US fire ant expert urges Australia to act

Media Release |

US fire ant expert Dr Robert Puckett arrives in Australia today as part of a national tour of Australia in which he is warning the country it needs to act immediately to get rid of the super pest. 

He has been brought to Australia by the Invasive Species Council, which is calling for an increase in state and federal government funding to get rid of fire ants before they take hold across the nation.

“Fire ants are a super pest – if we fail to eradicate them they will exact a devastating toll on our unique wildlife, farmers, schools, lifestyle, health system and infrastructure,” Invasive Species Council of Australia CEO Andrew Cox said.

“It’s no joke, people in the US die from fire ant attacks.”

Dr Puckett is visiting five capital cities in five days. He is speaking in Brisbane on March 20, Canberra on March 21, Sydney on March 22, Melbourne on March 23 and finishing in Perth on March 24.

“Australia’s agriculture ministers will meet within months to decide what to do about fire ants. To eradicate fire ants, they must commit to a 10 year, $380 million program this year,” Mr Cox said.

“Failure to eradicate fire ants means Australians will be forced to confront a terrifying future, one where no capital or regional city will be free from the threat of fire ant invasion. A future where a family picnic can turn into a life-or-death situation if someone stumbles onto a hidden fire ant nest.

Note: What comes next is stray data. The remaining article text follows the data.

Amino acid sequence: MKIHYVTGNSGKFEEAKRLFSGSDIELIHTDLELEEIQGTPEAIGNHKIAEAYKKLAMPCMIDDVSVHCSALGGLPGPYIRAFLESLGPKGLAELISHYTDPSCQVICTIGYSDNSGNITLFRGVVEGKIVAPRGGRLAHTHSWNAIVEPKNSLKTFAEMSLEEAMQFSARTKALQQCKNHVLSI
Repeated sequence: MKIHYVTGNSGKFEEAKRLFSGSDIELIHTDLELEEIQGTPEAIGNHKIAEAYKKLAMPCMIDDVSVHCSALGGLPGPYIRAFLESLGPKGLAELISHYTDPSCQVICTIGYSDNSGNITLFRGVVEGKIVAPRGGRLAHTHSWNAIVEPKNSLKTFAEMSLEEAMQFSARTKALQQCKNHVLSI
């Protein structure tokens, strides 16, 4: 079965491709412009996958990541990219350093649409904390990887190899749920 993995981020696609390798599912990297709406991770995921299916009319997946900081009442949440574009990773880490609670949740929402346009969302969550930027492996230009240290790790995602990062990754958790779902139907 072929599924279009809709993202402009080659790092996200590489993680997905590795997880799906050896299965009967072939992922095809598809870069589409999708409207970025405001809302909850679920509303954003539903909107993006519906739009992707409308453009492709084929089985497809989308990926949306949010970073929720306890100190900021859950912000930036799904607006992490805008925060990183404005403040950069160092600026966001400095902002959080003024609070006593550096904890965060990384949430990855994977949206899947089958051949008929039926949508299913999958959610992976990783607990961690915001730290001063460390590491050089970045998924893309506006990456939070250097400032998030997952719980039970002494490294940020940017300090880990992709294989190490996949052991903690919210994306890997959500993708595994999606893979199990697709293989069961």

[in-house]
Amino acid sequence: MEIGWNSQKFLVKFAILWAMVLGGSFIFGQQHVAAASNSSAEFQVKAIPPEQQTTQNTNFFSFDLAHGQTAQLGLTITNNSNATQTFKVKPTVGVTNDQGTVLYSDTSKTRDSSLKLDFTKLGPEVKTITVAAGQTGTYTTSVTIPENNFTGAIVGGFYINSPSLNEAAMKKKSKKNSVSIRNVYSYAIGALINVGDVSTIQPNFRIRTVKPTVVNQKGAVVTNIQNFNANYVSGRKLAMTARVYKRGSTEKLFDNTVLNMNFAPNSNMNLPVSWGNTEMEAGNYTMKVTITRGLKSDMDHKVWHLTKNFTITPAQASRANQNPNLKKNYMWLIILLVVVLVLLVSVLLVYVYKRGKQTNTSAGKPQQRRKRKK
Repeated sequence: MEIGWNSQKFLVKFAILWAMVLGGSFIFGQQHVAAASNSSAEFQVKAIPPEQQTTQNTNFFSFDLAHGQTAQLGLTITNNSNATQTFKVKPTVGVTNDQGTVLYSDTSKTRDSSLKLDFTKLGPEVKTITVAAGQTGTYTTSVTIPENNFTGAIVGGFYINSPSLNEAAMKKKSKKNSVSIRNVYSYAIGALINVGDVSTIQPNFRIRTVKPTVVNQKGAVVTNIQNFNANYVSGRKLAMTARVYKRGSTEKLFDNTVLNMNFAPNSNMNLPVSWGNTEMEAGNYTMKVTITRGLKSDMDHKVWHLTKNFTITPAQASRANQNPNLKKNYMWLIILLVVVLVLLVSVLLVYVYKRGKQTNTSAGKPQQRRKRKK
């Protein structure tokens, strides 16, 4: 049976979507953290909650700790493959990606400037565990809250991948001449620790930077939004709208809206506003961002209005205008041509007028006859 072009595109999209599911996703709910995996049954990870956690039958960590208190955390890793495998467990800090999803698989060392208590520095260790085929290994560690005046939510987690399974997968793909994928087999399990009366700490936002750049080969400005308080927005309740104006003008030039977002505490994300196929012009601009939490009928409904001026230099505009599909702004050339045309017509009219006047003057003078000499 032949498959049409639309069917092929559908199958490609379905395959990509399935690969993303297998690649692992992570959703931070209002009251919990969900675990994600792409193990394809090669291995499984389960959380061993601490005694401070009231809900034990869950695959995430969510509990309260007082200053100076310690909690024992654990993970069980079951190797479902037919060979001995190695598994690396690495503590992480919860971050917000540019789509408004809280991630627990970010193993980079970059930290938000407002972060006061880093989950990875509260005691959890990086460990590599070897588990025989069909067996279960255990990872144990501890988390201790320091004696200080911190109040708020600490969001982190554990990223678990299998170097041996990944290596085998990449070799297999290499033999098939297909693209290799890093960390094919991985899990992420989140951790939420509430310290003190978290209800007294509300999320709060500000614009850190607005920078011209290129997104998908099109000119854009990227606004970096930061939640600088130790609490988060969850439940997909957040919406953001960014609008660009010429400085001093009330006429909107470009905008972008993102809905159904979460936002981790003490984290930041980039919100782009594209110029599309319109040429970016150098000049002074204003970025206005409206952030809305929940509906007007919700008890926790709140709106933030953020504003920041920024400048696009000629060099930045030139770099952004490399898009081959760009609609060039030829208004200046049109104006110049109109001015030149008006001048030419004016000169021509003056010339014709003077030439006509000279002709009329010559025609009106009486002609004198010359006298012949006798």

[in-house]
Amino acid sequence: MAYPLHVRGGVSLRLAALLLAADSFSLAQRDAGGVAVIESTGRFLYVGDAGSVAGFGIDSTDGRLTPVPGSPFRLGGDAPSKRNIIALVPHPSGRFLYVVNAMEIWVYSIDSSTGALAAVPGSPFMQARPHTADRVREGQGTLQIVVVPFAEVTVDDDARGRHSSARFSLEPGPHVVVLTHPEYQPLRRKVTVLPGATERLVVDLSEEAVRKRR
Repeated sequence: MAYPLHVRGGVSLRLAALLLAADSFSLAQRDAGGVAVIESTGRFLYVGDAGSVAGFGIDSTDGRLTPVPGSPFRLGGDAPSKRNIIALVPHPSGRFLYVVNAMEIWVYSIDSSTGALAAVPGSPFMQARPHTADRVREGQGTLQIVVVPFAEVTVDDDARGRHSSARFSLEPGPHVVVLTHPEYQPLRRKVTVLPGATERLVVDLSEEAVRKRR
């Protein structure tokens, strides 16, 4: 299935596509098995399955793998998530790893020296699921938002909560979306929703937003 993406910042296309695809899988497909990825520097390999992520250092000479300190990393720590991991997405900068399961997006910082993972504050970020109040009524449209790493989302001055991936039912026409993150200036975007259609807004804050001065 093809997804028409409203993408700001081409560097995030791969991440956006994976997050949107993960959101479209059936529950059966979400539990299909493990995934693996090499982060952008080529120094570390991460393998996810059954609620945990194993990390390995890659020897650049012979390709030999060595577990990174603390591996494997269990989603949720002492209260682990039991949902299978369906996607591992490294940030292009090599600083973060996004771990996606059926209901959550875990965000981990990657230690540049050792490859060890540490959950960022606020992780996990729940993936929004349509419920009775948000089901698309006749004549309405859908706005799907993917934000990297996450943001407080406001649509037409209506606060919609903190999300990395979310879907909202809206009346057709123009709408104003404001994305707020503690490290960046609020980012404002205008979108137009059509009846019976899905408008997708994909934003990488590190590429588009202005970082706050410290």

“The projections sound extreme, but more than 85 deaths have been recorded in the US alone from fire ant attacks.”

If anyone can bring home the dangers of living in a country where fire ants are out of control it’s Dr Robert Puckett.

He is an Assistant Professor and Extension Entomologist at A&M University in Texas, a fire ant hot spot. His research has explored bio-control of fire ants and won national recognition from the Entomological Society of America.

As well as speaking at the forums, Dr Puckett will meet key state and federal government politicians.

“The cost of fire ants in the US is calculated in the billions, not millions. There are costs to ranchers, livestock costs, equipment damage, they invade aircon units and pump houses, electrical switch boxes, you name it,” Dr Puckett said.

“Sometimes people need to experience fire ants to take them seriously, but by the time you experience it, it will be too late.”

As well as raising awareness of the risks, Dr Puckett will also be delivering the message that it is not too late for Australia to take action on fire ants.

“The only thing holding back eradication in Australia seems to be willingness and resources.”

For comment

  • For an interview with Dr Puckett please phone Outreach Officer Reece Pianta on 0422 935 665 or CEO Andrew Cox on 0438 588 040.

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